ABSTRACT: Although early studies suggested that coffee consumption might increase risk of some cancers, more comprehensive epidemiological and experimental data now generally indicate either neutral or beneficial effects. In this review, we summarize the current evidence for associations between breast, prostate, colorectal, and liver cancers and the consumption of coffee, and discuss the experimental evidence for potential chemopreventive mechanisms of coffee and coffee constituents. The epidemiological evidence consistently indicates that coffee protects against liver cancer, and also point toward protective effects for risk of colorectal cancers (with relative risks of 0.50 (95% CI: 0.42-0.59) and 0.83 (95% CI: 0.75-0.92), respectively, in the most recent meta-analyses). There seems to be no association between the overall risk of breast and prostate cancer and coffee intake. However, for subgroups such as postmenopausal breast cancers, advanced prostate cancers, and breast and prostate cancer survivors, an inverse association with coffee intake is indicated. Potential mechanisms for chemopreventive effects of coffee phytochemicals includes inhibition of oxidative stress and oxidative damage, regulation of DNA repair, phase II enzymatic activity, apoptosis, inflammation, as well as having antiproliferative, antiangiogenetic effects and antimetastatic effects. The experimental evidence for effects of coffee and coffee constituents on each of these processes is discussed.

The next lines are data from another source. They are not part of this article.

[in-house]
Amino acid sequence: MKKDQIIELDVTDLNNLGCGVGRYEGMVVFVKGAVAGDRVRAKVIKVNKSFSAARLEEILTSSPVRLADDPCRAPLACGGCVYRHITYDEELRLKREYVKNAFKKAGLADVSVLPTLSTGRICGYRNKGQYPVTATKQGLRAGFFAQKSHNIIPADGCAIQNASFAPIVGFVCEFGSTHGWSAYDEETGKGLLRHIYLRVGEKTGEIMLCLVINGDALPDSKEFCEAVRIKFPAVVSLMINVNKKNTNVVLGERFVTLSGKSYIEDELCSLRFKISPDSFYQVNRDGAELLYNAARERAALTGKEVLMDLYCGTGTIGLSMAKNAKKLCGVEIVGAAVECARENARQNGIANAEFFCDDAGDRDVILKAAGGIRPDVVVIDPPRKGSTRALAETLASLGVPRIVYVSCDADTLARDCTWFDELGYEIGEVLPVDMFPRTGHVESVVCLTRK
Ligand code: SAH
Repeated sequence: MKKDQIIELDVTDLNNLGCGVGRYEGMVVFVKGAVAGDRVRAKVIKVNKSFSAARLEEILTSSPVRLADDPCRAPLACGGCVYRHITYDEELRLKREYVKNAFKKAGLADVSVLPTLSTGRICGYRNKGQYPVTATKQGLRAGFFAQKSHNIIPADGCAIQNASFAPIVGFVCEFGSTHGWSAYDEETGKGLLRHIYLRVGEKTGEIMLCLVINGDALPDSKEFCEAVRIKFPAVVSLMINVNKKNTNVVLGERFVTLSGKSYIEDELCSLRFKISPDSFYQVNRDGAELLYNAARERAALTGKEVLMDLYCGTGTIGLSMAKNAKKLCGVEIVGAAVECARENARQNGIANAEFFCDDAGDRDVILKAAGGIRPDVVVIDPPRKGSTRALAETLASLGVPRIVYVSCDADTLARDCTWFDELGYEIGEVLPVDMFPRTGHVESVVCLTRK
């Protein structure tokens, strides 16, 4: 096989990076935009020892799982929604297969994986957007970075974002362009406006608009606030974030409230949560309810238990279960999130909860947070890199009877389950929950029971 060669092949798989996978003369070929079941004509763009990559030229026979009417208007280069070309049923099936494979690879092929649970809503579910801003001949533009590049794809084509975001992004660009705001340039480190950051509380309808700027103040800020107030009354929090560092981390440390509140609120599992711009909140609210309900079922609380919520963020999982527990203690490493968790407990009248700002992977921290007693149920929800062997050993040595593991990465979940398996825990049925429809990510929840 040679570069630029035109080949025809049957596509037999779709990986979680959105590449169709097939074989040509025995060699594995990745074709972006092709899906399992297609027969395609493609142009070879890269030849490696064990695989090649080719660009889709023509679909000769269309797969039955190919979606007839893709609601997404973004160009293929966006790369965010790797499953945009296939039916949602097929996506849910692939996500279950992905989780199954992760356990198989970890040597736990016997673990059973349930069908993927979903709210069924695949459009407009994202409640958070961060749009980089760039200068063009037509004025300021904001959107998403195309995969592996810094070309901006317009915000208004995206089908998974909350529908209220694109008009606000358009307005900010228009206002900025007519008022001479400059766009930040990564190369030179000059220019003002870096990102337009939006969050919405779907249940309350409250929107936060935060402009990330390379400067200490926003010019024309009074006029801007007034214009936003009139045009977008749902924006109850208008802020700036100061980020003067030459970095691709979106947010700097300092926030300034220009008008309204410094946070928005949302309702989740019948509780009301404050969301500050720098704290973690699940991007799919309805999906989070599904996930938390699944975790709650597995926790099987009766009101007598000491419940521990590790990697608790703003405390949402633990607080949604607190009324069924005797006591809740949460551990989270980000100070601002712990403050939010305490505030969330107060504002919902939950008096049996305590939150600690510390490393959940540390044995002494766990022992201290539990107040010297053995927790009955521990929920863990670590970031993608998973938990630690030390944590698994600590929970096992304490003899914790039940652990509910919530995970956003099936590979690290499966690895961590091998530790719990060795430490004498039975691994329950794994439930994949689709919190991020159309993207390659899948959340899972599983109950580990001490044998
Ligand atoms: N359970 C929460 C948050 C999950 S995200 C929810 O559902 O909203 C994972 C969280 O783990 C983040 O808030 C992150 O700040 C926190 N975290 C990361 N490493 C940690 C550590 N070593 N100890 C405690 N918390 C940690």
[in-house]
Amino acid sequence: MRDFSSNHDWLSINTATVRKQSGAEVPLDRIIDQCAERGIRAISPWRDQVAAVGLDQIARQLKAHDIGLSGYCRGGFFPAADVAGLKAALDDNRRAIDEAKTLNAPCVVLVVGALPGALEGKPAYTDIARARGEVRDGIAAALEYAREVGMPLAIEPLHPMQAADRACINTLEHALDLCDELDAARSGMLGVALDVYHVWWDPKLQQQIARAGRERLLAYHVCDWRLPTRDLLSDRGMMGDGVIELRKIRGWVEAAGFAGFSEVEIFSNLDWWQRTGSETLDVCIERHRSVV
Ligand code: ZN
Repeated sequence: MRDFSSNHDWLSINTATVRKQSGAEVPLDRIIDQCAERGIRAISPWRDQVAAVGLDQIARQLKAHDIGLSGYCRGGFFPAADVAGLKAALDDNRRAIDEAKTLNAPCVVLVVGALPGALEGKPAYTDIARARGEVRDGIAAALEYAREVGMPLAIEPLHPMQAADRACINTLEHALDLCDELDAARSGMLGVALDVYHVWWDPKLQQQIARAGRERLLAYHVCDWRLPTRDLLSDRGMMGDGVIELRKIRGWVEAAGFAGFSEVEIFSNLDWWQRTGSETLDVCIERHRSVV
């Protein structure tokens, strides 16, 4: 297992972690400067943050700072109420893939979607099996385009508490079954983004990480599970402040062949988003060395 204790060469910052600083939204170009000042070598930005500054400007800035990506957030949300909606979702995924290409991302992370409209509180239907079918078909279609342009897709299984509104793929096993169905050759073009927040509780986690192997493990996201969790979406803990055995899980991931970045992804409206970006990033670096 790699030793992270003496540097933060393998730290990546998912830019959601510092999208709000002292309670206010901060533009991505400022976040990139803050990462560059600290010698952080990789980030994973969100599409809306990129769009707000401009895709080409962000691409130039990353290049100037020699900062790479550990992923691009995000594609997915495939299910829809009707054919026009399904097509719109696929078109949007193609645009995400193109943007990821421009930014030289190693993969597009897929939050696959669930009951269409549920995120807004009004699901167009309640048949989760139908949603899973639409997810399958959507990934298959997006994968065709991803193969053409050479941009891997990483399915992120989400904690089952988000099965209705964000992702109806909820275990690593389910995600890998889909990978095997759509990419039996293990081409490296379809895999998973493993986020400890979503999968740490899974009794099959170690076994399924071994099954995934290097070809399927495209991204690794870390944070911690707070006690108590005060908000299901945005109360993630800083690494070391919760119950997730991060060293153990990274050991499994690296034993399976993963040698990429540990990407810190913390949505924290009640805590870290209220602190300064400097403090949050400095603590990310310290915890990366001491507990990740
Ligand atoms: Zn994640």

Molecular Nutrition & Food Research 05/2014; 58(5). DOI:10.1002/mnfr.201300526 · 4.91 Impact Factor
  • Source
    [Show abstract] [Hide abstract]
    ABSTRACT: Background Fish oil supplementation has been shown to alter gene expression of mononuclear cells both in vitro and in vivo. However, little is known about the total transcriptome profile in healthy subjects after intake of fish oil. We therefore investigated the gene expression profile in peripheral blood mononuclear cells (PBMCs) after intake of fish oil for 7 weeks using transcriptome analyses.DesignIn a 7-week, double-blinded, randomized, controlled, parallel-group study, healthy subjects received 8 g/day fish oil (1.6 g/day eicosapentaenoic acid + docosahexaenoic acid) (n = 17) or 8 g/day high oleic sunflower oil (n = 19). Microarray analyses of RNA isolated from PBMCs were performed at baseline and after 7 weeks of intervention.ResultsCell cycle, DNA packaging and chromosome organization are biological processes found to be upregulated after intake of fish oil compared to high oleic sunflower oil using a moderated t-test. In addition, gene set enrichment analysis identified several enriched gene sets after intake of fish oil. The genes contributing to the significantly different gene sets in the subjects given fish oil compared to the control group are involved in cell cycle, endoplasmic reticulum (ER) stress and apoptosis. Gene transcripts with common motifs for 35 known transcription factors including E2F, TP53 and ATF4 were upregulated after intake of fish oil.Conclusion We have shown that intake of fish oil for 7 weeks modulates gene expression in PBMCs of healthy subjects. The increased expression of genes related to cell cycle, ER stress and apoptosis suggests that intake of fish oil may modulate basic cellular processes involved in normal cellular function.This article is protected by copyright. All rights reserved.
    Journal of Internal Medicine 03/2014; 276(5). DOI:10.1111/joim.12217 · 5.79 Impact Factor